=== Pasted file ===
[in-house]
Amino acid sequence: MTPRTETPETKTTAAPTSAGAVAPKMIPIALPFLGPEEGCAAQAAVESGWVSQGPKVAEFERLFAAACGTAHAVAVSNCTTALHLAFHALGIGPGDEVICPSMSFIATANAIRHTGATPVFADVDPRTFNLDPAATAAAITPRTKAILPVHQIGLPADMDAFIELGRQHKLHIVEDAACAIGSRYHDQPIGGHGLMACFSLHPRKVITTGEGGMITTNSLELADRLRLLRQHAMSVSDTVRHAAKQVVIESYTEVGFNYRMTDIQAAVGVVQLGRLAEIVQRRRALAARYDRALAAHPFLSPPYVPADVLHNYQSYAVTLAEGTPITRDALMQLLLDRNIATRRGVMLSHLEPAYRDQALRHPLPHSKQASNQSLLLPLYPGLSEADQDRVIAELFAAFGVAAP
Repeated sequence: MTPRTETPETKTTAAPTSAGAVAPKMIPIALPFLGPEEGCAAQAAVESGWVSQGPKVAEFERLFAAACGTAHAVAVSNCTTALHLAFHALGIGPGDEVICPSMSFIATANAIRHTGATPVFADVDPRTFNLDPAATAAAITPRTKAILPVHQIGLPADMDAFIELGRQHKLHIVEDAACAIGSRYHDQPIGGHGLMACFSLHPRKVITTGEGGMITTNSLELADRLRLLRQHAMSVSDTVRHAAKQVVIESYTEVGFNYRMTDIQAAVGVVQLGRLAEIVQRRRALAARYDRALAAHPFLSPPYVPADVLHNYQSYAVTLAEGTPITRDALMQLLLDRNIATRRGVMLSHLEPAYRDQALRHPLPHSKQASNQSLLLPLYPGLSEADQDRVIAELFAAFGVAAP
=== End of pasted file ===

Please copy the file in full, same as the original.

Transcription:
[in-house]
Amino acid sequence: MTPRTETPETKTTAAPTSAGAVAPKMIPIALPFLGPEEGCAAQAAVESGWVSQGPKVAEFERLFAAACGTAHAVAVSNCTTALHLAFHALGIGPGDEVICPSMSFIATANAIRHTGATPVFADVDPRTFNLDPAATAAAITPRTKAILPVHQIGLPADMDAFIELGRQHKLHIVEDAACAIGSRYHDQPIGGHGLMACFSLHPRKVITTGEGGMITTNSLELADRLRLLRQHAMSVSDTVRHAAKQVVIESYTEVGFNYRMTDIQAAVGVVQLGRLAEIVQRRRALAARYDRALAAHPFLSPPYVPADVLHNYQSYAVTLAEGTPITRDALMQLLLDRNIATRRGVMLSHLEPAYRDQALRHPLPHSKQASNQSLLLPLYPGLSEADQDRVIAELFAAFGVAAP
Repeated sequence: MTPRTETPETKTTAAPTSAGAVAPKMIPIALPFLGPEEGCAAQAAVESGWVSQGPKVAEFERLFAAACGTAHAVAVSNCTTALHLAFHALGIGPGDEVICPSMSFIATANAIRHTGATPVFADVDPRTFNLDPAATAAAITPRTKAILPVHQIGLPADMDAFIELGRQHKLHIVEDAACAIGSRYHDQPIGGHGLMACFSLHPRKVITTGEGGMITTNSLELADRLRLLRQHAMSVSDTVRHAAKQVVIESYTEVGFNYRMTDIQAAVGVVQLGRLAEIVQRRRALAARYDRALAAHPFLSPPYVPADVLHNYQSYAVTLAEGTPITRDALMQLLLDRNIATRRGVMLSHLEPAYRDQALRHPLPHSKQASNQSLLLPLYPGLSEADQDRVIAELFAAFGVAAP